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Author: Subject: Trump

Zen Peach



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  posted on 8/2/2016 at 02:09 PM
quote:
It doesn't matter Bhawk. See, ever since 9/11 liberals have been lashing out at conservatives for their differences in values, which directly contradicts their own mantra of preaching acceptance, understanding, and equality for all. Despite how dangerous he will be, conservatives will vote him in, not because they believe he is the best candidate, but to expose the hypocrisy among liberals. To expose them is the most important issue.


Well, yes, but there's also something else that's been going on since 9/11. The GOP claimed first dibs on patriotism and has done a tireless job keeping up that impression ever since. Not "supporting the troops" was directly compared to providing aid and comfort to the enemy. Even the slightest questioning of any military operation was considered as tantamount to treason. The fact that Trump can dismantle even a small part of that this quickly is incredible to me.

 

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Zen Peach



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  posted on 8/2/2016 at 02:11 PM
Some writer or pundit (can't remember which) made the comment when it was coming down to probable final contenders: "The Democratic party has a candidate problem, the Republican Party has a party problem." Pretty accurate.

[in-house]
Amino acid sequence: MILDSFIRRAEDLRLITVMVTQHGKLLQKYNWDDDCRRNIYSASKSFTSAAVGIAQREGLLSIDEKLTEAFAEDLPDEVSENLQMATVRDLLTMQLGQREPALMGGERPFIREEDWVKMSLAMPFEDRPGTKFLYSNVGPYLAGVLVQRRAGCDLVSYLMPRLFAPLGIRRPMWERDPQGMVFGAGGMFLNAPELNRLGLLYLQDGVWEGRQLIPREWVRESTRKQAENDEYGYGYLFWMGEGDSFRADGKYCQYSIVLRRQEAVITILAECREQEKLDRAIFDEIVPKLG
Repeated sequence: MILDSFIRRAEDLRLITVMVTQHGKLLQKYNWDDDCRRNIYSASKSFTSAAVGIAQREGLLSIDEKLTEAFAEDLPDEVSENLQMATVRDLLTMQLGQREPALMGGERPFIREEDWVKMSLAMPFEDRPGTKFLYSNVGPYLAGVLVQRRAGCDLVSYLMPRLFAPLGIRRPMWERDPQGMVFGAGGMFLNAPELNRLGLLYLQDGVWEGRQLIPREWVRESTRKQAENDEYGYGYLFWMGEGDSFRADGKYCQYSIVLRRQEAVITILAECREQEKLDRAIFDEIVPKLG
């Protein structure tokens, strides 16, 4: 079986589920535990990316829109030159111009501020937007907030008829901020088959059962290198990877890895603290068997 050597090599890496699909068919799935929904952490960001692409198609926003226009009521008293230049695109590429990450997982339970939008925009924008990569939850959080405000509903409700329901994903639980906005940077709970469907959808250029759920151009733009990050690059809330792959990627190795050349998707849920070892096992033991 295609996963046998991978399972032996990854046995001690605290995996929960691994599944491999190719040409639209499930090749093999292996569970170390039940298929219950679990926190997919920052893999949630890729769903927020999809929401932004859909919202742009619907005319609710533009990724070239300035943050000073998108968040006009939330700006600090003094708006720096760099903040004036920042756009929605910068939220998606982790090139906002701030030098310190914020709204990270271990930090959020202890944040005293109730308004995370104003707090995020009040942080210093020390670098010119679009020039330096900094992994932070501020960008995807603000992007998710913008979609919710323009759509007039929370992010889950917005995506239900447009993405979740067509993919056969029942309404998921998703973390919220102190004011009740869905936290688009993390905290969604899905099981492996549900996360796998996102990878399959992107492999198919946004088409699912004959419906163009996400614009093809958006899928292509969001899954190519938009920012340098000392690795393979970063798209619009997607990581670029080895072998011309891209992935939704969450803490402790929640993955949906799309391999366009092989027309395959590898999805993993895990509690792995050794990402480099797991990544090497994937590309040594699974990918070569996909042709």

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True Peach



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  posted on 8/2/2016 at 02:42 PM
A new low?

Donald Trump says that women who are sexually harassed in the workplace should just quit: "I would like to think she would find another career or find another company if that was the case," he told USA Today.

He son Eric doubled down on "CBS This Morning" while discussing former Fox News head Roger Ailes alleged sexual harassment of women employees, essentially blaming women who are sexually harassed for not being strong enough to avoid it: "Ivanka is a strong, powerful woman, she wouldn't allow herself to be objected [sic] to it. And by the way, you should take it up with human resources, and I think she would as a strong person, at the same time, I don't think she would allow herself to be subjected to that."